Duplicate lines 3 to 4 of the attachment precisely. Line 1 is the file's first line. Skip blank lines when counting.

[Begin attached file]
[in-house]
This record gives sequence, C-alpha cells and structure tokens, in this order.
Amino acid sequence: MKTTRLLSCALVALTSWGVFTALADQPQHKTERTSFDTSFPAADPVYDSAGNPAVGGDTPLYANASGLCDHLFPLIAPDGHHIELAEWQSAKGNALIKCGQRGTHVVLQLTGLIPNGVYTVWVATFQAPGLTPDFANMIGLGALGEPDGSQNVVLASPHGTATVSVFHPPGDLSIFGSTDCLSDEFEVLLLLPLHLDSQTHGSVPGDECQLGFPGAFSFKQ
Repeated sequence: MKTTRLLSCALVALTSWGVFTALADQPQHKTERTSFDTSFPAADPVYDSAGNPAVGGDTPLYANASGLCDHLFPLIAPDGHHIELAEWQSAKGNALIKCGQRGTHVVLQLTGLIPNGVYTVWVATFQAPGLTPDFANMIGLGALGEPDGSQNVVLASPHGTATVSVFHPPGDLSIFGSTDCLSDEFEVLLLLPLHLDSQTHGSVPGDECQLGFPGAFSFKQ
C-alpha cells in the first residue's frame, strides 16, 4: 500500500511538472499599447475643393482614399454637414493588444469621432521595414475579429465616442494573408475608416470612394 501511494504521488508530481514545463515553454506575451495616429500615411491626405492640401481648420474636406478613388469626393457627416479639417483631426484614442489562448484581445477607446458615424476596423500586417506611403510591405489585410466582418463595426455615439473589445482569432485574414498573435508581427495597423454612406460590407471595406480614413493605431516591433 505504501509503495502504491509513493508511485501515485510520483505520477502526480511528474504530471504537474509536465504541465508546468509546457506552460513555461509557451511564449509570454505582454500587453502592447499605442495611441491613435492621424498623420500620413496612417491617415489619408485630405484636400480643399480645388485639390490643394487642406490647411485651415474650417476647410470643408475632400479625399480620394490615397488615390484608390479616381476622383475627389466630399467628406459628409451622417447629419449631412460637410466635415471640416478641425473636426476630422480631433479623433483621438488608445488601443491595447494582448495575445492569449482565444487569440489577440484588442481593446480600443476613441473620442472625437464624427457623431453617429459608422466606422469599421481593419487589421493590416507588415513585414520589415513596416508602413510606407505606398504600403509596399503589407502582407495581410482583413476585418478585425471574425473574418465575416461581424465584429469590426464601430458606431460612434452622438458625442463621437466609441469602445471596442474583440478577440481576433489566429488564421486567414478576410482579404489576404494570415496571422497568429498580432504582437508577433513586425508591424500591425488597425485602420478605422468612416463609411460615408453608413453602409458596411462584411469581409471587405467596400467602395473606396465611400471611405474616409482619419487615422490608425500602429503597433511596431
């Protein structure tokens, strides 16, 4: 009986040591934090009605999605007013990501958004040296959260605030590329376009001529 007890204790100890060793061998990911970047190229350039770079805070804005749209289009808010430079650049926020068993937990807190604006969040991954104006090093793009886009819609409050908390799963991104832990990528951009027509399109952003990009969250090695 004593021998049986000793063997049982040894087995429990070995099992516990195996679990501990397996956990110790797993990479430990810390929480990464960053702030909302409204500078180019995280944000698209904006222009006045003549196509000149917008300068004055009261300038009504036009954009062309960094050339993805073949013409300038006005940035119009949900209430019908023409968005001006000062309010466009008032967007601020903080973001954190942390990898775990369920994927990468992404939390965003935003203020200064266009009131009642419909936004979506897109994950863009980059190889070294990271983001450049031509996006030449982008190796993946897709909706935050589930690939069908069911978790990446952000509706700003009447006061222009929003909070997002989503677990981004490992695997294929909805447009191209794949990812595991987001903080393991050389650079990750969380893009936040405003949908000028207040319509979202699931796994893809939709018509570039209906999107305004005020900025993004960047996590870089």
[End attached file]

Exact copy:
Amino acid sequence: MKTTRLLSCALVALTSWGVFTALADQPQHKTERTSFDTSFPAADPVYDSAGNPAVGGDTPLYANASGLCDHLFPLIAPDGHHIELAEWQSAKGNALIKCGQRGTHVVLQLTGLIPNGVYTVWVATFQAPGLTPDFANMIGLGALGEPDGSQNVVLASPHGTATVSVFHPPGDLSIFGSTDCLSDEFEVLLLLPLHLDSQTHGSVPGDECQLGFPGAFSFKQ
Repeated sequence: MKTTRLLSCALVALTSWGVFTALADQPQHKTERTSFDTSFPAADPVYDSAGNPAVGGDTPLYANASGLCDHLFPLIAPDGHHIELAEWQSAKGNALIKCGQRGTHVVLQLTGLIPNGVYTVWVATFQAPGLTPDFANMIGLGALGEPDGSQNVVLASPHGTATVSVFHPPGDLSIFGSTDCLSDEFEVLLLLPLHLDSQTHGSVPGDECQLGFPGAFSFKQ